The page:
The time necessary for a sort with BubbleSort increases in a quadratic fashion with the number of records. The algorithm works in place and stable. In the best case, when the data records are already sorted, the time increases in a linear fashion with the number of records.
Short Description[edit | edit source]
The main idea behind BubbleSort is to find the biggest key value and to move that record to the end of the list. This moving is done by comparing the key value of the actual record with the key value of the next record. If the key value of the next record is smaller, the two records are swapped; if the value is bigger, the candidate for having the biggest key value is from then on the next record.
The algorithm works with an outer and an inner loop. After the first repetition of the outer loop the record with the biggest key value is definitely on top of the list. When searching for the second biggest key value, it is not necessary to compare it with the last element, since we already know the result of such a compare; the number of repetitions of the inner loop is decreased by one with every repetition of the outer loop.
Since every record with the actually biggest key value is moved up, it is normally not just one record that moves upwards during a repetition of the outer loop. This is compared with the bubbles in a drink and that's where the algorithm got its name from.
Stability[edit | edit source]
If there are records with identical key values and they become neighbors during the sort, the upper record becomes the new candidate for having the biggest key value. If the algorithm is realized with a bigger- and not a bigger-or-same- clause, it is stable, because records with identical key value do not change their position relative to each other.
Timing[edit | edit source]
For an estimate of the runtime we visualize the number of compare operations. In the vertical direction we have the repetitions of the outer loop and in the horizontal direction the number of compare operations.
1 2 3 4 5 6 7 8 9 10 | compares x x x x x x x x x - | 9 x x x x x x x x - - | 8 x x x x x x x - - - | 7 x x x x x x - - - - | 6 x x x x x - - - - - | 5 x x x x - - - - - - | 4 x x x - - - - - - - | 3 x x - - - - - - - - | 2 x - - - - - - - - - | 1 - - - - - - - - - - | 0
Half of the n*n matrix is filled except for the diagonal; that makes ½ n2 - n compares. Since we don't need the exact number but the rough behavior, we calculate the number of compare operations with
- NC = ½ n2
Worst Case & Normal Case[edit | edit source]
In order to get the worst case concerning the swap operations, we assume that the list is sorted in reverse order. Then every compare operation is followed by a swap.
- NS = ½ n2
Every compare- and swap-operation needs time. We evaluate the time for a complete sort with
- TSort = ½ * C * n2 + ½ * S * n2
- TSort = n2 * (½ C + ½ * S)
- TSort = B * n2
where B, C and S are constants and n the number of records to be sorted.
With an even distribution of the key values the calculation of the necessary number of steps becomes a bit complicated and the correct evaluation can be found here . It increases with ¼ n2. The time for a sort will be in average twice as fast as for the worst case. But the timing still follows the quadratic characteristic, only the actual value of B changes.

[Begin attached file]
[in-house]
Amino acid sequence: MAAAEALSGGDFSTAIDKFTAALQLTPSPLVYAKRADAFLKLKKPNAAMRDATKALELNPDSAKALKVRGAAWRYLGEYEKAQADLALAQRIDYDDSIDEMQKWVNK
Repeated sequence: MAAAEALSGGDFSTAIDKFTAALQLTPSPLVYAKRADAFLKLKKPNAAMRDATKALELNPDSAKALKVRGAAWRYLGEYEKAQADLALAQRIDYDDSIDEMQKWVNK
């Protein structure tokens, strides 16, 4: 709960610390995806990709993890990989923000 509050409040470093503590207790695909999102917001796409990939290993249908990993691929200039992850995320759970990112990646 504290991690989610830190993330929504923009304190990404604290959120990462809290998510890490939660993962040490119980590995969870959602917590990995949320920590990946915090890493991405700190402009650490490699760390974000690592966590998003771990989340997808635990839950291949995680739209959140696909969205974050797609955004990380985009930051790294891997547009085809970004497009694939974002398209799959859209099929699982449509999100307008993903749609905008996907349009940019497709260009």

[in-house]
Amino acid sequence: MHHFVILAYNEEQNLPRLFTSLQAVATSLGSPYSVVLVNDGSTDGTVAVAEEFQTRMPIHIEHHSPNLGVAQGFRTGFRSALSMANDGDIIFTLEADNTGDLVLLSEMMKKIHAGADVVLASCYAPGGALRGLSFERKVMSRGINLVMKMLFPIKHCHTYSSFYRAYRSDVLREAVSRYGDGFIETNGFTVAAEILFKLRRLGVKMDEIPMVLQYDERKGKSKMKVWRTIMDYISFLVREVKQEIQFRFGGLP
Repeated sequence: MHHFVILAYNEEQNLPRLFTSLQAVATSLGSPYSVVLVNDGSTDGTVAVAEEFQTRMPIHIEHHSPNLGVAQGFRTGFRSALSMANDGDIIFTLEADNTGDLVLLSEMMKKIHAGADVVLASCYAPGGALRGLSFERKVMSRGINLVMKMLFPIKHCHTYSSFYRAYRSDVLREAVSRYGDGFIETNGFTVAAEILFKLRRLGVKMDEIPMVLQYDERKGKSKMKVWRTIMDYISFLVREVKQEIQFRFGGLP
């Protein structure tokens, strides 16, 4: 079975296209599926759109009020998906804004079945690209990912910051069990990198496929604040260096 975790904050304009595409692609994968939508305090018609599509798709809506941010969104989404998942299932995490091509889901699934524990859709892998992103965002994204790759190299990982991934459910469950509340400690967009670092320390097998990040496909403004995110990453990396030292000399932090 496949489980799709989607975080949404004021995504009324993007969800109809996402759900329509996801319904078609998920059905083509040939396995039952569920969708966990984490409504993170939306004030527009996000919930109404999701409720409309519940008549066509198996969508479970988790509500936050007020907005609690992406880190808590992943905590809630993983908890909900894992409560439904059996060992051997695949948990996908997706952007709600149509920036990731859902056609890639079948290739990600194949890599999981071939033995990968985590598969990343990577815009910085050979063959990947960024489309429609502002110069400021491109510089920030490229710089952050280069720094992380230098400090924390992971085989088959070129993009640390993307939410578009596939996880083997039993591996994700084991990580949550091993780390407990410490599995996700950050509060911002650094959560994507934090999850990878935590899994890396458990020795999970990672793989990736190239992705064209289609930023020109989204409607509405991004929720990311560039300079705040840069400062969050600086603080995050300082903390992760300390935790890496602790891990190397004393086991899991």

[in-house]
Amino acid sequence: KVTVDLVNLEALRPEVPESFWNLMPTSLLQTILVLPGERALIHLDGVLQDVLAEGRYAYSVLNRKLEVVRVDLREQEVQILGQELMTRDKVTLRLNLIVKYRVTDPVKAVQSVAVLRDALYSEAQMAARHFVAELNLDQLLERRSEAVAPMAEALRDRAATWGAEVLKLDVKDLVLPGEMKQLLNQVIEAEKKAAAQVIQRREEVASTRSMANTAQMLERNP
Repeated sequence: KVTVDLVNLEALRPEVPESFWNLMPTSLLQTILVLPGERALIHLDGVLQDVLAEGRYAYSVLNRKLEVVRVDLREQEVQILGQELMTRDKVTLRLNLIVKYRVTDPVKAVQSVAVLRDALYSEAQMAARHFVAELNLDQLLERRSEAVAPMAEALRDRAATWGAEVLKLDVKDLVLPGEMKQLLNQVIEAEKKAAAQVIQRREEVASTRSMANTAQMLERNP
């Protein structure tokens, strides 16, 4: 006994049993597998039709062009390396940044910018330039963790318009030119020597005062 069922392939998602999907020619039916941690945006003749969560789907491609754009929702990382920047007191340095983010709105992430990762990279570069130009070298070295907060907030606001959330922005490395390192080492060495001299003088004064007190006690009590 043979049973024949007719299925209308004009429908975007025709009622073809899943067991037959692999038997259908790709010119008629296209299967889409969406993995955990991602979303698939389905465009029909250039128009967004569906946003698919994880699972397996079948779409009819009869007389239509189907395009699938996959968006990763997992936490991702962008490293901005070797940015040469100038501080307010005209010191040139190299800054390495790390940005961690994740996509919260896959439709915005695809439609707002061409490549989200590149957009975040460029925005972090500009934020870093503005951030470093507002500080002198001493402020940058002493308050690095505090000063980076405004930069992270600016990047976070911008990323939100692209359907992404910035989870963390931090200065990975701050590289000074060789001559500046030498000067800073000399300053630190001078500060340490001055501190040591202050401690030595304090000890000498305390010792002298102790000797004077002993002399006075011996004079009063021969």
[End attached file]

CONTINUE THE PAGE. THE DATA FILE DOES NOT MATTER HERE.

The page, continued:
Termination: The loop terminates at j=i+1. At that point A[i] A[i+1], A[i] A[i+2], …, A[i] A[n]. So, A[i] is the smallest element between A[i] through A[n]. QED
Theorem: BubbleSort correctly sorts the input array A.
Loop invariant for lines 1 through 4 is that A[i] A[i+1].
Initialization: Starts with A.
Maintenance: After the iteration i=p, for some 1<pn, the above lemma for lines 2 through 4 guarantees that A[p] is the smallest element from A[p] through A[n]. So, A[p] A[p+1].
Termination: The loop 1 through 4 terminates at i=n. At that point A A . . . A[n]. Hence, the correctness theorem is proved. QED
Complexity: i=1n j=i+1n 1 = i=1n (n –i) = n2 – n(n+1)/2 = n2/2 – n/2 = (n2)
Best Case[edit | edit source]
Now we come to the best case: the records are already sorted. Without any additions to the algorithm we still have the same number of compare operations, but no swaps. This information about "no swaps" can be used to speed up the sort when the records are sorted or nearly sorted. At the beginning of the outer loop we set a marker to NO_SWAPS_DONE. In the inner loop this value is set to SWAPS_DONE in case any records were swapped. At the end of the outer loop we check the value of this marker. If there were no swaps, the records are sorted and the algorithm can terminate. We have a best case behavior of
- TBest = n * C
Nearly Sorted[edit | edit source]
Now we have a look at a nearly sorted situation by adding a new record at the end of the list; and the key value is the smallest of all records. The number of compare operations will still be
- NC = ½ n2
and the number of swaps will be
- NS = n
Compared with algorithms like InsertionSort the timewise behavior is pretty bad.
Example[edit | edit source]
In the list to be sorted are 10 records. A blue background indicates that there has to be a swap of data records. A green background indicates, that the upper record becomes the new candidate for the biggest key value.
First repetition of outer loop
Second repetition of outer loop
Third repetition of outer loop
Fourth repetition of outer loop
Fifth repetition of outer loop
Sixth repetition of outer loop
The algorithm terminates after this loop due to the fact that there were no swaps done.
- Knuth, Donald E.: The Art of Computer Programming, Vol. 3: Sorting and Searching, 2nd Edition, Addison-Wesley, 1981